S.C. Gov. Nikki Haley – who ran on a platform of government transparency – is instructing state agencies under her authority to follow her office’s legally-dubious lead in destroying public records.
Well … public records containing communications between agency officials and the governor or members of her staff, anyway.
FITS spoke on Wednesday with a pair of government public information officers who confirmed that representatives of Haley’s office have asked them to destroy emails in the past. One of the employees specifically acknowledged deleting emails sought by a Freedom of Information Act (FOIA) request – after the FOIA request was sent.
Haley’s FOIA problem was exposed in a report published this week by Renee Dudley of The (Charleston, S.C.) Post and Courier.
Dudley’s paper filed a FOIA request with Haley’s office back in May seeking specific records. Haley’s office responded to that request – but failed to include incriminating documents that were covered by the inquiry.
“Gov. Nikki Haley’s office did not release emails exposing its influence over a nonpartisan health care committee, instead releasing innocuous materials when The Post and Courier asked in May for documents related to the panel,” Dudley wrote. “Revelatory emails surfaced Friday after a separate state agency responded to a different request for documents under the South Carolina public records law.”
“The two requests are nearly identical,” Dudley wrote, adding that “Haley’s office offered no explanation for the discrepancy.”
In addition to complying with FOIA, Haley is required by law to work with the S.C. Department of Archives and History “to establish and maintain an active, continuing program for the economical and efficient management of the records” of the governor’s office.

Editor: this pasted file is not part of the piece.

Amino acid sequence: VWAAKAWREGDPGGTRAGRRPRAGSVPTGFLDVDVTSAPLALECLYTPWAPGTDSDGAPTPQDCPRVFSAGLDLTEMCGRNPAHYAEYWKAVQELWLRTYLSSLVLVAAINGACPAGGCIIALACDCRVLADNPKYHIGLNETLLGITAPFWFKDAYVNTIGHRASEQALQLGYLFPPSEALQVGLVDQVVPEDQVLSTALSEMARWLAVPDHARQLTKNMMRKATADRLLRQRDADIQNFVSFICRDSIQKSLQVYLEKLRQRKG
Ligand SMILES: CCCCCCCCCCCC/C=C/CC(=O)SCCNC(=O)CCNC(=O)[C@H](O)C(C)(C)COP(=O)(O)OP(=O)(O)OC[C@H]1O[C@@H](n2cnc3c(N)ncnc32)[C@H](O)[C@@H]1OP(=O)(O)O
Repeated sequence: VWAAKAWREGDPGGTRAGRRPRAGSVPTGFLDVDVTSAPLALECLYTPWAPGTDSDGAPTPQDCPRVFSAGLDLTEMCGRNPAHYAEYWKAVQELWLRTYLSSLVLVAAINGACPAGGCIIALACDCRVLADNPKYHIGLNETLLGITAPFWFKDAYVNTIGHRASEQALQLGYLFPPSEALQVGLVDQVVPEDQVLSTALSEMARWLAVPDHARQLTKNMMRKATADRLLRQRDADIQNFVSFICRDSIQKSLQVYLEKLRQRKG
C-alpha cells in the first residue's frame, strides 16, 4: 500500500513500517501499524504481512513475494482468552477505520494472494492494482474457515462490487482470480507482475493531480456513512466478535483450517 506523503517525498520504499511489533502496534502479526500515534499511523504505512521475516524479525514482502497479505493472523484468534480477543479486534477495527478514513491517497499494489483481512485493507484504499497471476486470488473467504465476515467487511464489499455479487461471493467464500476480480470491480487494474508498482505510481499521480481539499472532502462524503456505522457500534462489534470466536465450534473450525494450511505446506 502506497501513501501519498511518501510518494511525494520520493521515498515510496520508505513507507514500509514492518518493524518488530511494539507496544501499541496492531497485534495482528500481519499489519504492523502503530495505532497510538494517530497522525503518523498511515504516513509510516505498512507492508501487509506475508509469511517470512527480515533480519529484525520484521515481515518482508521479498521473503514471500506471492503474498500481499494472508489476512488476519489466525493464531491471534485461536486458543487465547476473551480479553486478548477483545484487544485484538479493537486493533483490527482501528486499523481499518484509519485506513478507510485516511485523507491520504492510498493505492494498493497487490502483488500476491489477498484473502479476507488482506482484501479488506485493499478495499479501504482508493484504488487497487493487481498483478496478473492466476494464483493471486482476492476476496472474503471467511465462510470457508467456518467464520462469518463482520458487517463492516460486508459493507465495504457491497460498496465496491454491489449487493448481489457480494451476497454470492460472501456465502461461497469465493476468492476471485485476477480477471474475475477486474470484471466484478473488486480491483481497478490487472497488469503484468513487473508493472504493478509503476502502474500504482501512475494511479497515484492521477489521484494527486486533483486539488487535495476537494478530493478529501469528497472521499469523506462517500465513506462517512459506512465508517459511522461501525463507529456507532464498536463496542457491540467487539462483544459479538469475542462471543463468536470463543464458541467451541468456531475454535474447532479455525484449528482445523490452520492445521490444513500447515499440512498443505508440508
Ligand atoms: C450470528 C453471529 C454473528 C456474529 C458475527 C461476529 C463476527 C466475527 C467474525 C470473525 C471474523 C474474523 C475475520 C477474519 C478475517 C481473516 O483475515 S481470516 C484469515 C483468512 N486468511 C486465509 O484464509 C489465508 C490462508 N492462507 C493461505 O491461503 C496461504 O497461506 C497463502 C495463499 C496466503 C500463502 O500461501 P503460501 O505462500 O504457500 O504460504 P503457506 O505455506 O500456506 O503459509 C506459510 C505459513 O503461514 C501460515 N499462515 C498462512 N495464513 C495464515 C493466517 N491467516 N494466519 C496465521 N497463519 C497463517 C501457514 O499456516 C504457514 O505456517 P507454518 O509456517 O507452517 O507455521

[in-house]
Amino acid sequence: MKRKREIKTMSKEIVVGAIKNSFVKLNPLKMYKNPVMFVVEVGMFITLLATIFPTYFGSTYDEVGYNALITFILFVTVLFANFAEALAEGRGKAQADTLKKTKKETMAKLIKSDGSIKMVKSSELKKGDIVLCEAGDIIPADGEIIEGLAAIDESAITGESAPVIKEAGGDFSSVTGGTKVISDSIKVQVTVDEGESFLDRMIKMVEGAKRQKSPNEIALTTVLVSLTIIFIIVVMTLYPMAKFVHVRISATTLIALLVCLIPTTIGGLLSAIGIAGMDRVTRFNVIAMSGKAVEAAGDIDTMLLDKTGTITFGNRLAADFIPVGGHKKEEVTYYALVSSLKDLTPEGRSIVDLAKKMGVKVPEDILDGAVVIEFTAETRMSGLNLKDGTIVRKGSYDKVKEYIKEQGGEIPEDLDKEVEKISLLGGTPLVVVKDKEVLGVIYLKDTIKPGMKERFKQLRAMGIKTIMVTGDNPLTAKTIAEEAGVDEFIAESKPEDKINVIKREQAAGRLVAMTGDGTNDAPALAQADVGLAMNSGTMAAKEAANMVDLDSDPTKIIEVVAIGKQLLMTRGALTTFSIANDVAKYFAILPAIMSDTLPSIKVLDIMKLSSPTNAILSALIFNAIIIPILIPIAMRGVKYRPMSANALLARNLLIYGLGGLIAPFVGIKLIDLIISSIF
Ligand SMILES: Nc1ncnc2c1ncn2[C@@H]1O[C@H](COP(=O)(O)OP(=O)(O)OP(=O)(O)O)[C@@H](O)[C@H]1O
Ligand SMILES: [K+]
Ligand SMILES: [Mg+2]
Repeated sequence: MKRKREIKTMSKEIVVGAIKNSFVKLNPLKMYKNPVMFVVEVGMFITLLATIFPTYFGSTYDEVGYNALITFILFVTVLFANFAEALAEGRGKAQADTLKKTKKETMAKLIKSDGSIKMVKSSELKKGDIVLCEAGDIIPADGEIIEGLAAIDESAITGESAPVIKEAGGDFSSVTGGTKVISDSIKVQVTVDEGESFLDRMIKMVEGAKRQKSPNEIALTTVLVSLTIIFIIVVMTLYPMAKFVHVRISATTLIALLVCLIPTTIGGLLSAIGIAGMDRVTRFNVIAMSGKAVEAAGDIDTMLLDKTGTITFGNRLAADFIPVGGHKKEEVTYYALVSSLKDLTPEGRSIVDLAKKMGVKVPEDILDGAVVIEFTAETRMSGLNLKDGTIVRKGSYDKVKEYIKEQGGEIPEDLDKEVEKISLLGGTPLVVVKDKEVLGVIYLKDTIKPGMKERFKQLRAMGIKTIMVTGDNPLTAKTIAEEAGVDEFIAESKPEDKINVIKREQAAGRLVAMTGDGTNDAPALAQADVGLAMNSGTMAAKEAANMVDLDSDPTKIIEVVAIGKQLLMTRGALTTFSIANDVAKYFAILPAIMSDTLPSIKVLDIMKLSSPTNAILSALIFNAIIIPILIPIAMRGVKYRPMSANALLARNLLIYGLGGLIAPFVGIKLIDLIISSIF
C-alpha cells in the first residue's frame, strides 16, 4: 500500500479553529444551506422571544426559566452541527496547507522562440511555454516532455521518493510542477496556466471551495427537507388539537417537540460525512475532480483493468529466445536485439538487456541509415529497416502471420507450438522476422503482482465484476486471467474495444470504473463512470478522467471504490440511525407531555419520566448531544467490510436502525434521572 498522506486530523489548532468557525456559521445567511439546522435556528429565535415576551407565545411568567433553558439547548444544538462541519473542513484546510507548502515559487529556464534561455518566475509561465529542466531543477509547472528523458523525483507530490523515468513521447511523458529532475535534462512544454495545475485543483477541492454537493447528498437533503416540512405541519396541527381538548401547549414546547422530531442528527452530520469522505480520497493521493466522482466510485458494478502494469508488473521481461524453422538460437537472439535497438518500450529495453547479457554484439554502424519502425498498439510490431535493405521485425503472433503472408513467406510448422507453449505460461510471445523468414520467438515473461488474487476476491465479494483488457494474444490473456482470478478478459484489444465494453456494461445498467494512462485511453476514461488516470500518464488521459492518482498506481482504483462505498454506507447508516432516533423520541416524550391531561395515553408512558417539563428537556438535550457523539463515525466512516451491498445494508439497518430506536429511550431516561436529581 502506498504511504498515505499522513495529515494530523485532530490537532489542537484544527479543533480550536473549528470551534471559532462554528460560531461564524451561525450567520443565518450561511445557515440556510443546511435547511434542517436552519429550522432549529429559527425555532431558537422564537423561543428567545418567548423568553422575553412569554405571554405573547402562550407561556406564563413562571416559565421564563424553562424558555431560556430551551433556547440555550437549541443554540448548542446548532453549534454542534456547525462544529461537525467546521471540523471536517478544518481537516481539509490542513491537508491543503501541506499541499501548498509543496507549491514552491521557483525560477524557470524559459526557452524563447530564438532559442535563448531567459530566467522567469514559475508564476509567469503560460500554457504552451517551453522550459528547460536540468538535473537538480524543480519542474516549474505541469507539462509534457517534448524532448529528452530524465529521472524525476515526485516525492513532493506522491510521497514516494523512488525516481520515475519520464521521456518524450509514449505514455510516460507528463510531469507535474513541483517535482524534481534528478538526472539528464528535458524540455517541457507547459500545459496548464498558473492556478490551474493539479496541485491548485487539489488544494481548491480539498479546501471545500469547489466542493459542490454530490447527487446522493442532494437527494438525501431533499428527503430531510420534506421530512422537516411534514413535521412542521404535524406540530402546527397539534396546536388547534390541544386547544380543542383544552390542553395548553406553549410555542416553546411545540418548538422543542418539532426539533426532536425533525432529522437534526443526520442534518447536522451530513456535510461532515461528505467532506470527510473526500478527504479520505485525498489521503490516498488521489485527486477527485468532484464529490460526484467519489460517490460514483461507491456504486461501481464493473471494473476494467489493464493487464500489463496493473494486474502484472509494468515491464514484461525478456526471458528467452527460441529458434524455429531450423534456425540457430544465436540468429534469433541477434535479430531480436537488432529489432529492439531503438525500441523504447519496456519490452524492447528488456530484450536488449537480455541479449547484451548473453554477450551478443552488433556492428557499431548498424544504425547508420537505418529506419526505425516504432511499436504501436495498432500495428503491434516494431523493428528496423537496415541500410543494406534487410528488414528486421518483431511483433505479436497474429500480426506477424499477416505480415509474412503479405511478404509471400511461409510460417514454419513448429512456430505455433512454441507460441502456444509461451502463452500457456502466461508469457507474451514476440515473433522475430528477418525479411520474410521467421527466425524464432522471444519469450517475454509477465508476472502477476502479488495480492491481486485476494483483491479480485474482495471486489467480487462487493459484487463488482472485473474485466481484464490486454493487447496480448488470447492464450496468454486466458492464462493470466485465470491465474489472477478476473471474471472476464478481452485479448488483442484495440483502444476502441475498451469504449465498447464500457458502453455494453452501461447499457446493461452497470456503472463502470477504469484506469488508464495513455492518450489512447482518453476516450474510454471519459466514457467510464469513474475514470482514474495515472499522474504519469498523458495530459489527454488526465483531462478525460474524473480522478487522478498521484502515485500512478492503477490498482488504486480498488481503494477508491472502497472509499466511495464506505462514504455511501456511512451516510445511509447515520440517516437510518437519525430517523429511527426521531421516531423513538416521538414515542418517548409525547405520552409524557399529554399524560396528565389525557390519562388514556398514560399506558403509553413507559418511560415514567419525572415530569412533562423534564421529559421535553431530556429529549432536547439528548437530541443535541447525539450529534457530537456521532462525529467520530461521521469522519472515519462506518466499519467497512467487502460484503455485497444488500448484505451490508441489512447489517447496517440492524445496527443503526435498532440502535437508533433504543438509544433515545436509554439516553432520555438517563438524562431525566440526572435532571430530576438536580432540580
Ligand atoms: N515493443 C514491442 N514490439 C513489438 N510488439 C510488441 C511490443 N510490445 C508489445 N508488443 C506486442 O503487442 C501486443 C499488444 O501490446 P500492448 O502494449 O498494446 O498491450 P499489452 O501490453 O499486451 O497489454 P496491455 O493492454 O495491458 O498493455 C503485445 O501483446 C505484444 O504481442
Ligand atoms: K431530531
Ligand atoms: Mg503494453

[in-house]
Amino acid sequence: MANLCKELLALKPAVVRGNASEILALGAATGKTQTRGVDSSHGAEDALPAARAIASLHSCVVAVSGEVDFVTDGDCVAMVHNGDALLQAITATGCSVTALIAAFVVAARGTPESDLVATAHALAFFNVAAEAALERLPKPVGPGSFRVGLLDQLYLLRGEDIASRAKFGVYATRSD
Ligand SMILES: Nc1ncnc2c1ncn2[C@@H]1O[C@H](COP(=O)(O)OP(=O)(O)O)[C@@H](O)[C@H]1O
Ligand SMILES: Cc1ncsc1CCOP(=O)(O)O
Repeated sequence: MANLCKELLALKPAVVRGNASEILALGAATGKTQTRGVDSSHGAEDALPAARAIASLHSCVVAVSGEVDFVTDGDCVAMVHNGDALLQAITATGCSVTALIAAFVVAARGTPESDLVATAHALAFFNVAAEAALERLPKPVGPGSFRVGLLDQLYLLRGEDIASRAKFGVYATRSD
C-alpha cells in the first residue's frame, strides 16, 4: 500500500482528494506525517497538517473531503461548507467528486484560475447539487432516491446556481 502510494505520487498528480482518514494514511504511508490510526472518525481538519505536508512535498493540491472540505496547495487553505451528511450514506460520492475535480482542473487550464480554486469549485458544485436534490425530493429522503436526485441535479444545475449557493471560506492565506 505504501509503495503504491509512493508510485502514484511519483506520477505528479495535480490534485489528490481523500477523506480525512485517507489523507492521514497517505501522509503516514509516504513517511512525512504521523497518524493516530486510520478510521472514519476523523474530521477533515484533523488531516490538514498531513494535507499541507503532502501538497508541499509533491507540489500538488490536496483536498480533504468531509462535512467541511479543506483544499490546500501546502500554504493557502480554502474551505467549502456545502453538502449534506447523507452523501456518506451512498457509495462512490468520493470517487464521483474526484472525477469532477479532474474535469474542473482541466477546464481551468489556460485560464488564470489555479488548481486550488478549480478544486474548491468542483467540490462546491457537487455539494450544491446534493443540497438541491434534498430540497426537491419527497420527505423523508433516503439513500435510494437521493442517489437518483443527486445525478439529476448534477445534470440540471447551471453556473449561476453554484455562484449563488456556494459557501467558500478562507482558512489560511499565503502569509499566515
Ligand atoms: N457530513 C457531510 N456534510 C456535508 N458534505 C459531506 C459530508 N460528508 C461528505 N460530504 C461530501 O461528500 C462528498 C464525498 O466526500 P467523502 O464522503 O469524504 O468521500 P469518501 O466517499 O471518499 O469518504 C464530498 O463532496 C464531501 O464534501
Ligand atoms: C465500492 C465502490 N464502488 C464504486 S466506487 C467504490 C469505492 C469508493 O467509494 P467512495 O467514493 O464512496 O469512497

Not only that, Haley is required to “deliver to (her) successor, or if there is none, to the Archives, all public records in (her) custody.”
On November 21, in an effort to uncover the “lost” Haley emails, FITS filed an expansive Freedom of Information Act (FOIA) request with the S.C. Budget and Control Board (SCBCB) – which oversees the state’s information technology systems. Our FOIA contained several specific requests designed to not only uncover the missing emails, but to collect any communication between the governor’s office and the division responsible for maintaining them.
Lindsey Kremlick, a spokeswoman for the board, waited fifteen business days – the maximum amount of time permitted by law – before responding to our request with a delaying tactic.
“Finding the records responsive to your request would require an employee-by-employee search and a comprehensive electronic search, both involving considerable agency time and resources,” Kremlick wrote.
Kremlick also wrote that the SCBCB “may” have phone records responsive to our request, but that producing those records “would require a comprehensive search of at least 300 individual employee phone records.”
“Stop asking us for information because we’re not going to provide it to you – at least not without making you jump through innumerable hoops while charging you an obscene amount of money.”
And all this for records that may have been deleted already anyway …
Gotta love “transparency,” right? And from an agency that Haley specifically pledged would be “open and transparent for the people to see” upon taking office.
“We must make our government more open, more accountable, and more accessible to the citizens of South Carolina – not less,” Haley said in her 2011 State of the State address. “The key to a strong democracy is when we have openness and true representation.”
Indeed it is. It’s just too bad that a one-time transparency champion is now leading an effort to keep her administration’s taxpayer-funded dealings hidden from public view.